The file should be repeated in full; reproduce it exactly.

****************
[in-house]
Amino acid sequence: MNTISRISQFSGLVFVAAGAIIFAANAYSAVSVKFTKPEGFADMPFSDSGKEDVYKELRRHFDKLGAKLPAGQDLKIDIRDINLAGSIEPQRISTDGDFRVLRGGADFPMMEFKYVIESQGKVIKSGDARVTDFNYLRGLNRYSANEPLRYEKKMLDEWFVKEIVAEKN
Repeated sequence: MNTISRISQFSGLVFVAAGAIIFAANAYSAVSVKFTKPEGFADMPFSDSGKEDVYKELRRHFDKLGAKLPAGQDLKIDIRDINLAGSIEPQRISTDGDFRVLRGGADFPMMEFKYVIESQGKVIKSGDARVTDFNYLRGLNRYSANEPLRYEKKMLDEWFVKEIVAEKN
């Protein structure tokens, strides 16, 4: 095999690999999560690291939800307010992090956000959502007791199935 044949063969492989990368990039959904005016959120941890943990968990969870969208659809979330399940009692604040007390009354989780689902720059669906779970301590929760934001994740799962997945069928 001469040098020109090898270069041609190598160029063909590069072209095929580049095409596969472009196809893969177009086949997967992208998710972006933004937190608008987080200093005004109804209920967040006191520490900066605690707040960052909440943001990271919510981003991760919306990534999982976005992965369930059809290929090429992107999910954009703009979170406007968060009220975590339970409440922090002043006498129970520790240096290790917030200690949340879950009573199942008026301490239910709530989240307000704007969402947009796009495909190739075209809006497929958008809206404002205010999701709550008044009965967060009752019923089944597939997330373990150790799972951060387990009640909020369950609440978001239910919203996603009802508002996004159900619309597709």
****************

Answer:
[in-house]
Amino acid sequence: MNTISRISQFSGLVFVAAGAIIFAANAYSAVSVKFTKPEGFADMPFSDSGKEDVYKELRRHFDKLGAKLPAGQDLKIDIRDINLAGSIEPQRISTDGDFRVLRGGADFPMMEFKYVIESQGKVIKSGDARVTDFNYLRGLNRYSANEPLRYEKKMLDEWFVKEIVAEKN
Repeated sequence: MNTISRISQFSGLVFVAAGAIIFAANAYSAVSVKFTKPEGFADMPFSDSGKEDVYKELRRHFDKLGAKLPAGQDLKIDIRDINLAGSIEPQRISTDGDFRVLRGGADFPMMEFKYVIESQGKVIKSGDARVTDFNYLRGLNRYSANEPLRYEKKMLDEWFVKEIVAEKN
């Protein structure tokens, strides 16, 4: 095999690999999560690291939800307010992090956000959502007791199935 044949063969492989990368990039959904005016959120941890943990968990969870969208659809979330399940009692604040007390009354989780689902720059669906779970301590929760934001994740799962997945069928 001469040098020109090898270069041609190598160029063909590069072209095929580049095409596969472009196809893969177009086949997967992208998710972006933004937190608008987080200093005004109804209920967040006191520490900066605690707040960052909440943001990271919510981003991760919306990534999982976005992965369930059809290929090429992107999910954009703009979170406007968060009220975590339970409440922090002043006498129970520790240096290790917030200690949340879950009573199942008026301490239910709530989240307000704007969402947009796009495909190739075209809006497929958008809206404002205010999701709550008044009965967060009752019923089944597939997330373990150790799972951060387990009640909020369950609440978001239910919203996603009802508002996004159900619309597709």